Novel types of spectral sensors using coded apertures may offer various advantages over conventional designs, especially the possibility of compressive measurements that could exceed the expected spatial, temporal or spectral resolution of the system. However, the nature of the measurement process imposes certain limitations, especially on the noise performance of the sensor. This paper considers a particular type of coded-aperture spectral imager and uses analytical and numerical modelling to compare its expected noise performance with conventional hyperspectral sensors. It is shown that conventional sensors may have an advantage in conditions where signal levels are high, such as bright light or slow scanning, but that coded-aperture sensors may be advantageous in low-signal conditions.
People tracking in crowded scenes from closed-circuit television (CCTV) footage has been a popular and challenging task in computer vision. Due to the limited spatial resolution in the CCTV footage, the color of people’s dress may offer an alternative feature for their recognition and tracking. However, there are many factors, such as variable illumination conditions, viewing angles, and camera calibration, that may induce illusive modification of intrinsic color signatures of the target. Our objective is to recognize and track targets in multiple camera views using color as the detection feature, and to understand if a color constancy (CC) approach may help to reduce these color illusions due to illumination and camera artifacts and thereby improve target recognition performance. We have tested a number of CC algorithms using various color descriptors to assess the efficiency of target recognition from a real multicamera Imagery Library for Intelligent Detection Systems (i-LIDS) data set. Various classifiers have been used for target detection, and the figure of merit to assess the efficiency of target recognition is achieved through the area under the receiver operating characteristics (AUROC). We have proposed two modifications of luminance-based CC algorithms: one with a color transfer mechanism and the other using a pixel-wise sigmoid function for an adaptive dynamic range compression, a method termed enhanced luminance reflectance CC (ELRCC). We found that both algorithms improve the efficiency of target recognitions substantially better than that of the raw data without CC treatment, and in some cases the ELRCC improves target tracking by over 100% within the AUROC assessment metric. The performance of the ELRCC has been assessed over 10 selected targets from three different camera views of the i-LIDS footage, and the averaged target recognition efficiency over all these targets is found to be improved by about 54% in AUROC after the data are processed by the proposed ELRCC algorithm. This amount of improvement represents a reduction of probability of false alarm by about a factor of 5 at the probability of detection of 0.5. Our study concerns mainly the detection of colored targets; and issues for the recognition of white or gray targets will be addressed in a forthcoming study.
A major problem for obtaining target reflectance via hyperspectral imaging systems is the presence of illumination and shadow effects. These factors are common artefacts, especially when dealing with a hyperspectral imaging system that has sensors in the visible to near infrared region. This region is known to have highly scattered and diffuse radiance that can modify the energy recorded by the imaging system. A shadow effect will lower the target reflectance values due to the small radiant energy impinging on the target surface. Combined with illumination artefacts, such as diffuse scattering from the surrounding targets, background or environment, the shape of the shadowed target reflectance will be altered. We propose a new method to compensate for illumination and shadow effects on hyperspectral imageries by using a polarization technique. This technique, called spectro-polarimetry, estimates the direct and diffuse irradiance based on two images taken with and without a polarizer. The method is then evaluated using a spectral similarity measure, angle and distance metric. The results of indoor and outdoor tests have shown that using the spectro-polarimetry technique can improve the spectral constancy between shadow and full illumination spectra.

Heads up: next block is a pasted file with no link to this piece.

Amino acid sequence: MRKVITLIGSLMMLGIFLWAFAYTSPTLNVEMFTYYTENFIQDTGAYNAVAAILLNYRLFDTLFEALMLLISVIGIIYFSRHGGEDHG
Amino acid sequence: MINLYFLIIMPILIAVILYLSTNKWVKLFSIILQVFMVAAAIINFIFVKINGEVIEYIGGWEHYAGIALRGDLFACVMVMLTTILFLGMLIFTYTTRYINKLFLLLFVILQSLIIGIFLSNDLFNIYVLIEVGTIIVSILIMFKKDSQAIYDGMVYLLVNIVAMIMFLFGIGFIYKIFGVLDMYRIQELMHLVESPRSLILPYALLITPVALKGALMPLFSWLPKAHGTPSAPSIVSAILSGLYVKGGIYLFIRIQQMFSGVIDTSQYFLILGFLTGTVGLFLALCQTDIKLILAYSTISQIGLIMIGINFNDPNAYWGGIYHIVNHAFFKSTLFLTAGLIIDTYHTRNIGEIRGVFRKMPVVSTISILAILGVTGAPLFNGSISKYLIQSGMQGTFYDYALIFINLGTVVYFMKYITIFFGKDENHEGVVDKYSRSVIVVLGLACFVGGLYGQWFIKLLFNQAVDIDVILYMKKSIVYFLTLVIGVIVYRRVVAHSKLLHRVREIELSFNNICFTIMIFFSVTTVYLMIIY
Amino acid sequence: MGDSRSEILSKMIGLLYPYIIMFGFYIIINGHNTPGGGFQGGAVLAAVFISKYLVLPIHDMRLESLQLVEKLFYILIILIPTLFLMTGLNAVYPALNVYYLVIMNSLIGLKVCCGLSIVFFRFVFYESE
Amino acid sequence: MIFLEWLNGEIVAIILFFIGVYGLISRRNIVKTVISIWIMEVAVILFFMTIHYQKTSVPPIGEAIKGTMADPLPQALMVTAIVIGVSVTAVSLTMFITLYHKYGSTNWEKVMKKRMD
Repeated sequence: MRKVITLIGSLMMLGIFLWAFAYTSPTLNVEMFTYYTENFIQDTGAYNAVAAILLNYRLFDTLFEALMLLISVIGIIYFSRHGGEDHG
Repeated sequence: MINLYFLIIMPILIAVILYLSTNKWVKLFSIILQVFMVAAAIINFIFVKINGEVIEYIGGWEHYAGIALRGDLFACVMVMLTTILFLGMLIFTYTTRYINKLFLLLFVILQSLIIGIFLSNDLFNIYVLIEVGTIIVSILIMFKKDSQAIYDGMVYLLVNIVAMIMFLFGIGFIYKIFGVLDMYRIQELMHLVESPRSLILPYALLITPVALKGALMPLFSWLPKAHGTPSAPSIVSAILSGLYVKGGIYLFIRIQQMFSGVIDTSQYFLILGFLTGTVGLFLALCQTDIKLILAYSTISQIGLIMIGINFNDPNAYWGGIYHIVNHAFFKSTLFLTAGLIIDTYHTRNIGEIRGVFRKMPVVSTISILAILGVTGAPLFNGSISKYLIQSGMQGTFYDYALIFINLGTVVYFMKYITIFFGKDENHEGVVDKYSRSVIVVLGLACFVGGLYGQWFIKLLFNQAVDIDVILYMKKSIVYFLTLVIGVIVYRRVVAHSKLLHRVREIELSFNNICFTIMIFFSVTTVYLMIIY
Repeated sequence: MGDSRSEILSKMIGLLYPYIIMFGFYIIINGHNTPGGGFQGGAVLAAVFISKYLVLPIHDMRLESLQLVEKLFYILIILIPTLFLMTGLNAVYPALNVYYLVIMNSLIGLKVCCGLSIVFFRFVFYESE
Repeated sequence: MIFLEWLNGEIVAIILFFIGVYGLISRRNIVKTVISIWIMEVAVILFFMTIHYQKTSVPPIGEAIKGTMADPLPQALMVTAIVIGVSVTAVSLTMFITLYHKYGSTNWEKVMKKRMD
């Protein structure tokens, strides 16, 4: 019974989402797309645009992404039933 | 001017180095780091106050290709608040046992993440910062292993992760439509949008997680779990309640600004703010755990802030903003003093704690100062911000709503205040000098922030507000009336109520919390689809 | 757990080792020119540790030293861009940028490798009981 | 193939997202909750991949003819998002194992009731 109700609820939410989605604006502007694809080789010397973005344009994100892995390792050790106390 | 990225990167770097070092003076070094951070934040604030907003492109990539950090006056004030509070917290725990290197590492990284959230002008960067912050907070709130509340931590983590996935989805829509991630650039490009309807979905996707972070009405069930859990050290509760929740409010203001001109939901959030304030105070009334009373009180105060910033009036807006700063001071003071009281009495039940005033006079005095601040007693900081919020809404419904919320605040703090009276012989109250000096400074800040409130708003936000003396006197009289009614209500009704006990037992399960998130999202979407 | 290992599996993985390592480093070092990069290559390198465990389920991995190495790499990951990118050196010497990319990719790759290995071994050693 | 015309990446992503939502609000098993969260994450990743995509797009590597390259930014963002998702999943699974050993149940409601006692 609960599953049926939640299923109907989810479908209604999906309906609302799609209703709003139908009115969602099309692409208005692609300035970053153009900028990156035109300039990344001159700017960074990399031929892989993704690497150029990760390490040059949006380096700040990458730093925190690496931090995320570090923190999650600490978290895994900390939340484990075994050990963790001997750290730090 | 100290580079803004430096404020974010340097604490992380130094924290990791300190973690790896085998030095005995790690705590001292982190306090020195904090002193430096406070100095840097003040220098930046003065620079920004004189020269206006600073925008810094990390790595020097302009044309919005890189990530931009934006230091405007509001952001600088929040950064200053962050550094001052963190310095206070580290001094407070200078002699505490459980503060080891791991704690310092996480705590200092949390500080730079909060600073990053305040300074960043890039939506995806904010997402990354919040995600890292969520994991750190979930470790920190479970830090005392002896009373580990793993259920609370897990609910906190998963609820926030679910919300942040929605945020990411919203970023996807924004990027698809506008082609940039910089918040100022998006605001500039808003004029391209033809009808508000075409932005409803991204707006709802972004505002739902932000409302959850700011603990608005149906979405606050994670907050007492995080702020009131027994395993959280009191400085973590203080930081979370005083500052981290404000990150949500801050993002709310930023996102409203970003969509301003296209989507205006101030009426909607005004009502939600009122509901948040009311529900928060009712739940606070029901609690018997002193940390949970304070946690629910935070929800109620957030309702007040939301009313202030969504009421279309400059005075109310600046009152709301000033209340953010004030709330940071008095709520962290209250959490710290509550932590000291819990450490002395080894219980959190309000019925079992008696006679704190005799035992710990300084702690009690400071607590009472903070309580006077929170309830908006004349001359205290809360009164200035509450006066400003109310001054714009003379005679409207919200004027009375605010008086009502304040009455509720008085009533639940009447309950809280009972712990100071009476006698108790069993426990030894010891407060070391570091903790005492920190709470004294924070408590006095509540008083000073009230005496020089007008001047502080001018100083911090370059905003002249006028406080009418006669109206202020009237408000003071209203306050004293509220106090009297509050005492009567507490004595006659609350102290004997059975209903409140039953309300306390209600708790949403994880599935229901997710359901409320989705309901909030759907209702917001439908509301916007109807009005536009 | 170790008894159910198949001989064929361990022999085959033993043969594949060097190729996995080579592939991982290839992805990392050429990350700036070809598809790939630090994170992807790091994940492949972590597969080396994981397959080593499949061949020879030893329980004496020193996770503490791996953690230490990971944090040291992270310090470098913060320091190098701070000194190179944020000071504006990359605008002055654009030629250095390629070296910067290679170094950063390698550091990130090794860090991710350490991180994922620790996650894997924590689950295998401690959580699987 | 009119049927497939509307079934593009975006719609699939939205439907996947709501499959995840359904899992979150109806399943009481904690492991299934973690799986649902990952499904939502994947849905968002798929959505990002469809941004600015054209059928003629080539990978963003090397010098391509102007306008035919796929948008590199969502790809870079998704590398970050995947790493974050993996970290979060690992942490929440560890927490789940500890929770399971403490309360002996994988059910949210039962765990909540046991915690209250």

People tracking in crowded scene have been a popular, and at the same time a very difficult topic in computer vision. It
is mainly because of the difficulty for the acquisition of intrinsic signatures of targets from a single view of the scene.
Many factors, such as variable illumination conditions and viewing angles, will induce illusive modification of intrinsic
signatures of targets. The objective of this paper is to verify if colour constancy (CC) approach really helps people
tracking in CCTV network system. We have testified a number of CC algorithms together with various colour
descriptors, to assess the efficiencies of people recognitions from multi-camera i-LIDS data set via receiver operation
characteristics (ROC). It is found that when CC is applied together with some form of colour restoration mechanisms
such as colour transfer, it does improve people recognition by at least a factor of 2. An elementary luminance based CC
coupled with a pixel based colour transfer algorithm have been developed and it is reported in this paper.